UCLA researchers discover how immune cells can be formed to fight viruses – NBC Los Angeles



UCLA researchers have discovered the basic rule that allows immune cells in the human body to be trained to respond aggressively to viruses, bacteria and other invaders, the university said Thursday.

UCLA researchers have identified a molecular mechanism within macrophages, which are infection-fighting cells in the innate immune system, that determine whether and to what extent cells can be trained to fight invaders.

“Like a soldier or an athlete, innate immune cells can be trained by past experiences to become better at fighting infections,” said study lead author Quen Cheng, clinical assistant professor of diseases. infectious diseases at the Geffen School of Medicine at UCLA.

Cheng noted that some experiences seem to be better than others for immune training, and that “this surprising finding motivated us to better understand the rules that govern this process.”

The study was published in the journal “Science” on Friday, according to UCLA, which added that the findings could lead to strategies that improve immune system function.

According to the study’s lead author, Alexander Hoffman, professor of microbiology and director of the Institute for Quantitative and Computational Biosciences, researchers have found that immune entrainment can occur if a cell’s DNA is unwrapped. and exposes new genes that allow the cell to react more aggressively. When DNA is enveloped, only selected regions are exposed and accessible to fight infection.

UCLA researchers have found that the precise dynamics of a key immune signaling molecule in macrophages called NFKB, which helps immune cells identify threats, determine whether DNA is unwinding and whether genes are exposed. .

The researchers also reported that the dynamic activity of NFKB itself is determined by the precise type of extracellular stimulus introduced into macrophages.

“It is important to note that our study shows that innate immune cells can only be trained to become more aggressive by certain stimuli and not others,” said Cheng. “This specificity is essential for human health, as proper training is important to effectively fight infection, but improper training can lead to too much inflammation and autoimmunity, which can cause significant damage.”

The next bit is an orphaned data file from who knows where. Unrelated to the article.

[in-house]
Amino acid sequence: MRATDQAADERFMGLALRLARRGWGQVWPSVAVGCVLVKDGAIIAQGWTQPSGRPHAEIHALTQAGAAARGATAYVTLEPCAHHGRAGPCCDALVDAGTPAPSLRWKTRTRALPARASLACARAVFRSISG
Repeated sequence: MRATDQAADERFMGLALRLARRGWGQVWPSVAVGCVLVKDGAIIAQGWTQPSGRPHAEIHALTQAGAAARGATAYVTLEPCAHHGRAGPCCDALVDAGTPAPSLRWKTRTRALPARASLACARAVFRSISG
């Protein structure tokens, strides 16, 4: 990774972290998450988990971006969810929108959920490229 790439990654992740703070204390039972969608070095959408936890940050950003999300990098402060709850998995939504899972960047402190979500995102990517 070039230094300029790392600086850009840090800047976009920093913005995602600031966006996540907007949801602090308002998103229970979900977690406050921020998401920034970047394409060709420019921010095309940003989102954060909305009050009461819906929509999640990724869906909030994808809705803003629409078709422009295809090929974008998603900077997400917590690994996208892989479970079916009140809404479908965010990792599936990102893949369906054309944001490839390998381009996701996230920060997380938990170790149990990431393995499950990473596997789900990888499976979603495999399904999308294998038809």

NFKB is activated when receptors in immune cells sense threatening external stimuli. The dynamics of the NFKB form a language that UCLA researchers likened to Morse code – it communicates to DNA that there is an external threat and tells genes to prepare for battle.

The researchers used the bone marrow of mice to track NFKB activity in macrophages, according to UCLA. They tracked how the dynamics of the molecule changed in response to multiple stimuli. NFKB was only successful when the stimulus induced non-oscillating NFKB activity.

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“We’ve known intuitively for a long time that whether or not NFKB wobbles must be important, but we just haven’t been able to figure out how,” Cheng said. “These results are a real breakthrough in understanding the language of immune cells, and knowing the language will help us ‘hack’ the system to improve immune function. “

The training process was also simulated with a mathematical model, UCLA said. Mathematical modeling of immune regulatory systems is a key objective of Hoffman’s lab.

Hoffman and Cheng expect to inspire a wide range of other studies from their research, including investigations into diseases caused by immune cells, strategies for improving immune training to fight infections, and how to supplement them. existing vaccine approaches.

“This study shows how collaborations between researchers at UCLA College and the David Geffen School of Medicine can produce innovative and impactful science that benefits human health,” Hoffmann said. Cheng obtained his doctorate. under Hoffman’s direction at UCLA’s Specialized Training and Advanced Research Program.

The study’s co-lead author is Sho Ohta, assistant professor at the University of Tokyo and former postdoctoral researcher at Hoffmann’s UCLA lab. Co-authors also include UCLA MD and Ph.D. student Katherine Sheu; Roberto Spreafico, former postdoctoral researcher in Hoffmann’s laboratory; Adewunmi Adelaja, UCLA medical student who received his Ph.D. in Hoffmann’s laboratory; and Brooks Taylor, a former UCLA doctoral student in Hoffmann’s lab.

The study was funded by the STAR program of the Department of Medicine at UCLA and the National Institutes of Health.


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